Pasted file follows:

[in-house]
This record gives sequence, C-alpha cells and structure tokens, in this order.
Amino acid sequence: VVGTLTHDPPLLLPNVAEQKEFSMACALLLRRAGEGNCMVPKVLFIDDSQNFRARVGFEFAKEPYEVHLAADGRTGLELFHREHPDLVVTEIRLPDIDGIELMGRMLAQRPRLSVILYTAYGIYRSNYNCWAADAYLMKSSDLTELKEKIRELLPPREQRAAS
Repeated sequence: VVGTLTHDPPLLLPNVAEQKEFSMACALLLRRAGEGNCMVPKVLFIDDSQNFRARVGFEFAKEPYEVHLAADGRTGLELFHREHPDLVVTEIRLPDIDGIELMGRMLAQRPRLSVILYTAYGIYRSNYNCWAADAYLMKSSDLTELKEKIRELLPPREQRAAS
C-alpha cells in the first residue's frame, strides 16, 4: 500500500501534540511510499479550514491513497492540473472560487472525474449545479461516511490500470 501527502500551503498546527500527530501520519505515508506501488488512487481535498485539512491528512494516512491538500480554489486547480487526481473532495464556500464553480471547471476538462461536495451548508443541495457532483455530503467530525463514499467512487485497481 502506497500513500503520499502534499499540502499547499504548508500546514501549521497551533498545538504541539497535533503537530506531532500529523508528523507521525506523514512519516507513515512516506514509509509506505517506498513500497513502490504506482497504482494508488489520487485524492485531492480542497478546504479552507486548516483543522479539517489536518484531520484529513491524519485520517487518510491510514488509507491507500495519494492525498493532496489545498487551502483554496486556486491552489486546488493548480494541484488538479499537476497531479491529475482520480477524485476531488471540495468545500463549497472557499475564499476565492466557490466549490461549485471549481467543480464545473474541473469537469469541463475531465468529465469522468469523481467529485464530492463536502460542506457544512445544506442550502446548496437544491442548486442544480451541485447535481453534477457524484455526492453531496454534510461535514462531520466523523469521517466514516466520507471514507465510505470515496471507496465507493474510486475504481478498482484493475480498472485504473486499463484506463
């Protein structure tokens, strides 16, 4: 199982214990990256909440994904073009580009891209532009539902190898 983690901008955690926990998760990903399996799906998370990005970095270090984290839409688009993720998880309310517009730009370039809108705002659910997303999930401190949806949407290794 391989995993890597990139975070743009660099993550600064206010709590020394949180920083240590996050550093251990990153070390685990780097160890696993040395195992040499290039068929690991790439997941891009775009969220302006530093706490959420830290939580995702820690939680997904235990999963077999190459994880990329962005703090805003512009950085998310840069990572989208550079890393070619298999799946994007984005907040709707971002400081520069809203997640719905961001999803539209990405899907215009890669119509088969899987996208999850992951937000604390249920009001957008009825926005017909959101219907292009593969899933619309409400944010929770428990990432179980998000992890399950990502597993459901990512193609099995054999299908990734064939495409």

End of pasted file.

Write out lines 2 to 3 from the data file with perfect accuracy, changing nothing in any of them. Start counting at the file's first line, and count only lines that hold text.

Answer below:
This record gives sequence, C-alpha cells and structure tokens, in this order.
Amino acid sequence: VVGTLTHDPPLLLPNVAEQKEFSMACALLLRRAGEGNCMVPKVLFIDDSQNFRARVGFEFAKEPYEVHLAADGRTGLELFHREHPDLVVTEIRLPDIDGIELMGRMLAQRPRLSVILYTAYGIYRSNYNCWAADAYLMKSSDLTELKEKIRELLPPREQRAAS